NEWYou can now listen to Fox News articles!
How many times a day are you asked to verify your identity? This number is increasing as more companies, apps, and organizations want to make sure you are who you really are. For most of us, logging in and authenticating has become a ubiquitous part of everyday life, whether it’s accessing our bank details, our email, or our social media accounts. You could even text us a code or ask us to select photos to make sure we’re human. And actor John O’Hurley says it drove him crazy. “I’m not a robot,” jokes O’Hurley. “That will be the title of my memoir when I write it all down.”
O’Hurley is best known for hosting the annual National Dog Show and for playing eccentric catalog magnate J. Peterman on Seinfeld. But he’s also an entrepreneur, and his latest venture is a partnership with a new company that aims to make all of these authentications easier and more secure using biometrics — things like fingerprints, voice authentication, and face scans. Company Q5ID has an easy-to-use mobile app that allows users to securely register and authenticate no matter where they are, complete with step-by-step instructions, often in three minutes or less.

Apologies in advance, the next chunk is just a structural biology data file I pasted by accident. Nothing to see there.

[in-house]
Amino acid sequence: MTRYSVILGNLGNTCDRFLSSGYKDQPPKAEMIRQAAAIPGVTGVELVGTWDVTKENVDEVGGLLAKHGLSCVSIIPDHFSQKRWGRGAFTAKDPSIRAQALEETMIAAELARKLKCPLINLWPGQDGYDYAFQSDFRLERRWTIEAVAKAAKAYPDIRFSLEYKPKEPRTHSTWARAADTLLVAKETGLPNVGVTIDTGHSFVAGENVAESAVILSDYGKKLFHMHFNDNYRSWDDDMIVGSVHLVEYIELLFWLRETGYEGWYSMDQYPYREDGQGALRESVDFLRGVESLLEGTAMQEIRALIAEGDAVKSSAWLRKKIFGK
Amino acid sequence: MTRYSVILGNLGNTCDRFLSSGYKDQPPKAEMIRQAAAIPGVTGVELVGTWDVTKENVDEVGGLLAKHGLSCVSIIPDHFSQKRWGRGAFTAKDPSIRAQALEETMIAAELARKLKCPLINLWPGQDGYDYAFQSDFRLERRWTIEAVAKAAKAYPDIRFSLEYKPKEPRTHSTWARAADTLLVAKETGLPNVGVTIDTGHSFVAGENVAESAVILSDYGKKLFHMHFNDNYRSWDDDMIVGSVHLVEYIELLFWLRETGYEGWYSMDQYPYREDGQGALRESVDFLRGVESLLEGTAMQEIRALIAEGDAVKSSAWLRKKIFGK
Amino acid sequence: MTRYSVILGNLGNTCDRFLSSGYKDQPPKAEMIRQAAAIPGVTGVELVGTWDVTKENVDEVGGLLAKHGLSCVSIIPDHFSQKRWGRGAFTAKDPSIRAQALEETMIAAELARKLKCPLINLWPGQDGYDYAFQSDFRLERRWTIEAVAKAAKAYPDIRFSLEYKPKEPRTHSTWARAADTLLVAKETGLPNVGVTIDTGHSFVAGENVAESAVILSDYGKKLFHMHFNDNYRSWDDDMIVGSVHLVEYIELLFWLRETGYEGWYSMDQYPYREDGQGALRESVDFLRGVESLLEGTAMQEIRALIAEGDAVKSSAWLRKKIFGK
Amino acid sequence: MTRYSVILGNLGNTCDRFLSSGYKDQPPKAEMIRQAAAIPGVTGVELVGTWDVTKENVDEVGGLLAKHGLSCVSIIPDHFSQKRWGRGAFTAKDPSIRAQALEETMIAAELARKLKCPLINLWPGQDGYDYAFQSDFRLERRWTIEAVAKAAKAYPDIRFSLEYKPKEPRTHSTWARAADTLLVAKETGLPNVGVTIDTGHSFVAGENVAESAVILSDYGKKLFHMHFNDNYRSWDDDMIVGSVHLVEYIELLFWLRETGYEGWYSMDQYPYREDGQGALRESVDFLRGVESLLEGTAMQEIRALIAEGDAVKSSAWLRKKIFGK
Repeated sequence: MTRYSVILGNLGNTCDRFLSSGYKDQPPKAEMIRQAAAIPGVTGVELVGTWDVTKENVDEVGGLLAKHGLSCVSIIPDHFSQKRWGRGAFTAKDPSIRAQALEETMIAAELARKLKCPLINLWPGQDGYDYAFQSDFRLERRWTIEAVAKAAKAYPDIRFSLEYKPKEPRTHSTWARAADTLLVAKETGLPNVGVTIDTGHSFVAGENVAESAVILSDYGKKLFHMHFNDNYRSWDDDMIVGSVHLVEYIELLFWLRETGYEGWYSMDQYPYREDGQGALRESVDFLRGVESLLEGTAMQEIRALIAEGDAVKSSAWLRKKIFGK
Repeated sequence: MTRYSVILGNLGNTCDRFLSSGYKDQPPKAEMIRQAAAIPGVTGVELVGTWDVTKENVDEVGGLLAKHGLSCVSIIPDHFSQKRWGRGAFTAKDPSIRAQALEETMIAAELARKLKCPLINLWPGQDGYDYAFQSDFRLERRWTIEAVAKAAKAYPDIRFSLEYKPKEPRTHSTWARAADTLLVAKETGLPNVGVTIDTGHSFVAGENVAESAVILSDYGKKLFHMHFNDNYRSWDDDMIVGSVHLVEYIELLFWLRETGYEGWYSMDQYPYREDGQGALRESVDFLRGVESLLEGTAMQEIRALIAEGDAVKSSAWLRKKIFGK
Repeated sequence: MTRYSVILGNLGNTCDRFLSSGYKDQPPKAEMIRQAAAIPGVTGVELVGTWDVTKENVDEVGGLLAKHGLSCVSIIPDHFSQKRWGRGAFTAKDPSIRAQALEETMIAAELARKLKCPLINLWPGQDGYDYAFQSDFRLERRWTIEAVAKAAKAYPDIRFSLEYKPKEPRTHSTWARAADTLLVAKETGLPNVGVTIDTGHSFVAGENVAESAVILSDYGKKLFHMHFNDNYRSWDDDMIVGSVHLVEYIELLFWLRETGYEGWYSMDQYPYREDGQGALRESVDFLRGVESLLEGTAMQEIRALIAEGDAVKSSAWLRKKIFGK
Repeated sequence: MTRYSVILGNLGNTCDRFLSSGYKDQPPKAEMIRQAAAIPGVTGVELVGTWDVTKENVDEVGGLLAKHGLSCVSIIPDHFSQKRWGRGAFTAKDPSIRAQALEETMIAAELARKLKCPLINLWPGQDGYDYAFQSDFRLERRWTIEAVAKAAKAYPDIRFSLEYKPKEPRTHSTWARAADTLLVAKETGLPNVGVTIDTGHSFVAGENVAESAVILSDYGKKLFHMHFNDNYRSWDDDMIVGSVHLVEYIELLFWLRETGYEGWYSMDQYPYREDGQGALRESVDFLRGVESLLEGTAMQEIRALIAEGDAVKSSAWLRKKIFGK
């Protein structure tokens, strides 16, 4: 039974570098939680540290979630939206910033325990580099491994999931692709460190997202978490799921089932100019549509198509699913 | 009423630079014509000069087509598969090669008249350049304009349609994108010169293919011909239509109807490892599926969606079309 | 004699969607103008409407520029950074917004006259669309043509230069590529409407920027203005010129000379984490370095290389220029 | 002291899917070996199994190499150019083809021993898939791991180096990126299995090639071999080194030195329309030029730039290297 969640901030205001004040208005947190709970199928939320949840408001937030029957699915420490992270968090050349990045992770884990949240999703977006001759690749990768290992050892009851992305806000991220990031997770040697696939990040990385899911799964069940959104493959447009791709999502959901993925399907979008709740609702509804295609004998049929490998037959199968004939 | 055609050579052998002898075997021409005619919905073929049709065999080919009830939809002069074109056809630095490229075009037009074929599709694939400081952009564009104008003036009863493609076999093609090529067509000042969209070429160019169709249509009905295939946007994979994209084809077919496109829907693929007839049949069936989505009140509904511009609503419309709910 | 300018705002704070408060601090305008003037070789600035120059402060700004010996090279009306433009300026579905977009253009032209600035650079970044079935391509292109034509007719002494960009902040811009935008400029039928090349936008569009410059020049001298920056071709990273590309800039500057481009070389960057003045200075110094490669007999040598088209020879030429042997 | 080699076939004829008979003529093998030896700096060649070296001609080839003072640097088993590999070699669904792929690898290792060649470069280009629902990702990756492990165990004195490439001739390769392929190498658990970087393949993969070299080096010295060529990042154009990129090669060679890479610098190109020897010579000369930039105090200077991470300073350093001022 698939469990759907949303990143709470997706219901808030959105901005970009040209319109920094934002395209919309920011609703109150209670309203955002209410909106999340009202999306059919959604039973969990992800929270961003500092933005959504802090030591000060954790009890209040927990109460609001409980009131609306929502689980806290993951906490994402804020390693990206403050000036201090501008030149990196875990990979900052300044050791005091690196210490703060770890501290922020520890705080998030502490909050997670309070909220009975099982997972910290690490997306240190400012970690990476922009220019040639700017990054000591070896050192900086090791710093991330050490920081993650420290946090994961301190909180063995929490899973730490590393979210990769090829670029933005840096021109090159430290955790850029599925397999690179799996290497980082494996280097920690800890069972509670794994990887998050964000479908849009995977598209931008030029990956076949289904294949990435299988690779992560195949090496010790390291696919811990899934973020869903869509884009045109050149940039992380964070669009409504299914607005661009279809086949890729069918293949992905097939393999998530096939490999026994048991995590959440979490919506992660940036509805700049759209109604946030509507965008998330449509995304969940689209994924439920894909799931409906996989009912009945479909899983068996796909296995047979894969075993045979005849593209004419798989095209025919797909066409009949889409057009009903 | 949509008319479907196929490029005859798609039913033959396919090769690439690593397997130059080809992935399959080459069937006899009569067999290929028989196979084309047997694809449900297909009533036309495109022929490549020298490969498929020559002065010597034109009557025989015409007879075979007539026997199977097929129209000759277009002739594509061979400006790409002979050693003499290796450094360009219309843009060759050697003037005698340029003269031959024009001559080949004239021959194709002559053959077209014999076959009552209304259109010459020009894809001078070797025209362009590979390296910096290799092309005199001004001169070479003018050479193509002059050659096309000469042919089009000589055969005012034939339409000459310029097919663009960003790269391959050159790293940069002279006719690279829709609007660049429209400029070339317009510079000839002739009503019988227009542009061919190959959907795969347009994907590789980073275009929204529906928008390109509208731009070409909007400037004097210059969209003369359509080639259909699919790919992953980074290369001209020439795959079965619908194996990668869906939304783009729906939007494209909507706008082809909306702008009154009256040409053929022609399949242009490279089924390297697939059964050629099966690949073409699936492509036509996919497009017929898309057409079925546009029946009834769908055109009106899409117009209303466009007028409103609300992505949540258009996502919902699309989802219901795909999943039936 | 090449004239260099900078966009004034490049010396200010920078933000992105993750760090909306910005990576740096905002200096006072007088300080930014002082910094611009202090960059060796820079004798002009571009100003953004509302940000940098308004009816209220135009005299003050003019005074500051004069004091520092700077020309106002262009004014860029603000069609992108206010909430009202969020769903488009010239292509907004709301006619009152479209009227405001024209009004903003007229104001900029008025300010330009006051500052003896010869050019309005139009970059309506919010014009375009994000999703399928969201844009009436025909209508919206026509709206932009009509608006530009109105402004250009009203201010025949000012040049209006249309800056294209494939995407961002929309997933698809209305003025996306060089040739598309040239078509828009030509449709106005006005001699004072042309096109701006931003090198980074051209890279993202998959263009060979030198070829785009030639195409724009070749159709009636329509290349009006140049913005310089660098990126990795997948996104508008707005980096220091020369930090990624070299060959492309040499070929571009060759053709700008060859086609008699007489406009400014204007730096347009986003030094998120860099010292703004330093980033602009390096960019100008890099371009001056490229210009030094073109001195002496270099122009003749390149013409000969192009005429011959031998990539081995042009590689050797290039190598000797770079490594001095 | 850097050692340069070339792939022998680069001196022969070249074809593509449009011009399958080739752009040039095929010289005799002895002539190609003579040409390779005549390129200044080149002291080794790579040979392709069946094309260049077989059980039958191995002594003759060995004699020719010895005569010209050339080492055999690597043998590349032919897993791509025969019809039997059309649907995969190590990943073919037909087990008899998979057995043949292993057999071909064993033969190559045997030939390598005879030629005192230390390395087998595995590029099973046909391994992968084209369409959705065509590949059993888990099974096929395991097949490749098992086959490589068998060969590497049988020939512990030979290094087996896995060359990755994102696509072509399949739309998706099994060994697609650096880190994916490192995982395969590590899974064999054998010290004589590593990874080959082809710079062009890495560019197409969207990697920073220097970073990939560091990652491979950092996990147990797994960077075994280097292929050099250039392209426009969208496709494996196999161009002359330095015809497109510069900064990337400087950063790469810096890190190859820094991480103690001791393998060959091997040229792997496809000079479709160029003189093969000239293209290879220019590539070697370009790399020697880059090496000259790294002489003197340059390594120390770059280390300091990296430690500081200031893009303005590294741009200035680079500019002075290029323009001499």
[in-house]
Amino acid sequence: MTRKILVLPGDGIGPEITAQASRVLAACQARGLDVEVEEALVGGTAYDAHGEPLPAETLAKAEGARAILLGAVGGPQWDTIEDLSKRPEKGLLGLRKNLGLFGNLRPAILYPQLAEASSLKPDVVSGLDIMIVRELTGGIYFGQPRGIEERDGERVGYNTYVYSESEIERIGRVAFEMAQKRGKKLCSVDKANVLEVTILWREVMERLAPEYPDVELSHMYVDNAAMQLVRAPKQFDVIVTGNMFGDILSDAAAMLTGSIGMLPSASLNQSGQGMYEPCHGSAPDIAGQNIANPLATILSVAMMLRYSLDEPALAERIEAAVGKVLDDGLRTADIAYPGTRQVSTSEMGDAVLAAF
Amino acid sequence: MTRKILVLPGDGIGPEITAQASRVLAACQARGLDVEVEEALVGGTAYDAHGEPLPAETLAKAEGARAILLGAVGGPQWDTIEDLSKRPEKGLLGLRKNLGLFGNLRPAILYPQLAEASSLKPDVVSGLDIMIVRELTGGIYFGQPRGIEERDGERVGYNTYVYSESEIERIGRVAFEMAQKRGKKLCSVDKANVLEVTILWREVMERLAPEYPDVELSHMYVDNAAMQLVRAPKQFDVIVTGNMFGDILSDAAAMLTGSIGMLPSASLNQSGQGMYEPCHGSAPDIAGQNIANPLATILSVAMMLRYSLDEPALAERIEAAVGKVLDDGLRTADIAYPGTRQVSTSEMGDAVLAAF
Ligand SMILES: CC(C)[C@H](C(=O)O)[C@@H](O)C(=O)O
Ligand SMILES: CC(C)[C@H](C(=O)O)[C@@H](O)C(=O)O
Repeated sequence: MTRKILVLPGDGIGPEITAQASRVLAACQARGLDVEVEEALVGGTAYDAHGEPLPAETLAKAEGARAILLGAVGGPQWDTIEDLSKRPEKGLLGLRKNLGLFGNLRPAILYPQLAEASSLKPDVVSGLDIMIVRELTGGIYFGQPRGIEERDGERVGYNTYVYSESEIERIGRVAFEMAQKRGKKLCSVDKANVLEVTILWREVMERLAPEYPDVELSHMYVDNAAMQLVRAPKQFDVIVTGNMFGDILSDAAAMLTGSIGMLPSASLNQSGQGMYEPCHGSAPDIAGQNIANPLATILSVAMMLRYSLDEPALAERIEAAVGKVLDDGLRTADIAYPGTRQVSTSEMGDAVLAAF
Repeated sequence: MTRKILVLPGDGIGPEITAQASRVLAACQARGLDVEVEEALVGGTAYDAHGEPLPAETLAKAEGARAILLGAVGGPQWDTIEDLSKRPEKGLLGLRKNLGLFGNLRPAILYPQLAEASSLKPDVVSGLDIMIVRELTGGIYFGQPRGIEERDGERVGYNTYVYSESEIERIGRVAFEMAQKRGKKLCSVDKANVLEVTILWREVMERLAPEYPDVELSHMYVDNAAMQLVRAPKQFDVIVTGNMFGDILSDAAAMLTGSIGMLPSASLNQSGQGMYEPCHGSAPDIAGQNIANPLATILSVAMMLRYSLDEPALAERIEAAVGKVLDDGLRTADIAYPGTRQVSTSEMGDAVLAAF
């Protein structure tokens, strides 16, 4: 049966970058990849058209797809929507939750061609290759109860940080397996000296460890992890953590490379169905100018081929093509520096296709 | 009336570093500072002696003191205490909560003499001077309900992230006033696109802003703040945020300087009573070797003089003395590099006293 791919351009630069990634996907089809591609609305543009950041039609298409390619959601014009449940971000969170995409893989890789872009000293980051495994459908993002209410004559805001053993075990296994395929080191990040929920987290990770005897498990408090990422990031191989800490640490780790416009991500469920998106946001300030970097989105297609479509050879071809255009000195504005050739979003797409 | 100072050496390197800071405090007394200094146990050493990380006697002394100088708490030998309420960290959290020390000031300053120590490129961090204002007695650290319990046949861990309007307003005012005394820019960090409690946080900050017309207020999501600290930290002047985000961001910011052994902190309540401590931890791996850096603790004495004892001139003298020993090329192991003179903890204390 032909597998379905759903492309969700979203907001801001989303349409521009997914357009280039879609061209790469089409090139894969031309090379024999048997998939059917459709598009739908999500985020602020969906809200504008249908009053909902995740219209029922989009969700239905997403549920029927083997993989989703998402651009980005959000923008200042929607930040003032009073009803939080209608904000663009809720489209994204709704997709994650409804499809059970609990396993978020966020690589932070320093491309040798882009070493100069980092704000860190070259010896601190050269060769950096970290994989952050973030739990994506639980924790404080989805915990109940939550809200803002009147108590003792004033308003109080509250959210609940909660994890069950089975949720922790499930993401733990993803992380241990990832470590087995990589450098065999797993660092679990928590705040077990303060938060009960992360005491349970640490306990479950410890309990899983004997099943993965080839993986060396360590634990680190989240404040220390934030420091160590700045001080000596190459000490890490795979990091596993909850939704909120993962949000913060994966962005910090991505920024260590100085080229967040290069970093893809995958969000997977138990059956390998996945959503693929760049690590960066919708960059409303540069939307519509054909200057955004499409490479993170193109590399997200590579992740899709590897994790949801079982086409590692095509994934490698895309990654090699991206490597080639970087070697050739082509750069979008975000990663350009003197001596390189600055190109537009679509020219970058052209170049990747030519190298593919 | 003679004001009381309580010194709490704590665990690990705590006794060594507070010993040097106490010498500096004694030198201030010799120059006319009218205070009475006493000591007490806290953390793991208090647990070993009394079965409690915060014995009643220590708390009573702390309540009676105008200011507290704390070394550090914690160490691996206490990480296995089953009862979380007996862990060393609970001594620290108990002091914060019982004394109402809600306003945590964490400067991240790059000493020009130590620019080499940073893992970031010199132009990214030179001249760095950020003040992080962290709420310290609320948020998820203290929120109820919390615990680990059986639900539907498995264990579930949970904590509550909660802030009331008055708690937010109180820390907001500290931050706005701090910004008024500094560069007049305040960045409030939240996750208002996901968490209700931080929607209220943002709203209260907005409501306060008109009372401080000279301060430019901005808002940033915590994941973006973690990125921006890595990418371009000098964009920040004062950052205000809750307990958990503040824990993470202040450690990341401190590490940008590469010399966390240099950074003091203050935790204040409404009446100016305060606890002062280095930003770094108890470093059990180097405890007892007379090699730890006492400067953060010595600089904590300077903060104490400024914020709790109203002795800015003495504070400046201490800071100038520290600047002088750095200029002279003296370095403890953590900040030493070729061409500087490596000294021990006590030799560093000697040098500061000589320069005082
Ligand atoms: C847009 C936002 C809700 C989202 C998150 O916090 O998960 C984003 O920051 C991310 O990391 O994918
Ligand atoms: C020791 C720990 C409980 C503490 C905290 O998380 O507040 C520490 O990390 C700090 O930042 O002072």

O’Hurley says he was inspired to work with Q5ID after seeing the damage that could be done with unverified users. “When I saw a ‘deepfake’ the other night, I immediately said it wouldn’t do for a CEO, someone faking a CEO made any statement about the company’s financial position and the stock would go down.” , he explains. “Well, it wouldn’t be possible to retrieve that by saying, ‘Well, it wasn’t really that person. It was fake’.”
And with bots now beating most authentication programs, the Q5ID app uses your phone to scan your face or palm and stores the data on your own device. At the same time, it proves to your bank, social media platform or other business that it really is you. And it’s not just for businesses; Better authentication could help schools, law enforcement, and government agencies curb digital fraud that costs Americans tens of billions of dollars each year.
The company also offers an app called “Guardian,” which aims to overhaul and revolutionize the search for missing persons. It’s a free download that allows subscribers to add profiles of their loved ones should the worst happen and gives them the ability to alert law enforcement immediately.
Ultimately, most experts predict that our use of biometrics will increase significantly over the next few years. It’s not yet clear when — or if — it will replace the cumbersome two-factor authentication that’s now in widespread use, but biometric apps are expected to be a $185 billion industry by 2031. O’Hurley attributes the boom to ease of use, saying it’s a hit with consumers “because it’s the last time you’ll ever technically need a password or username.” Because you are you.”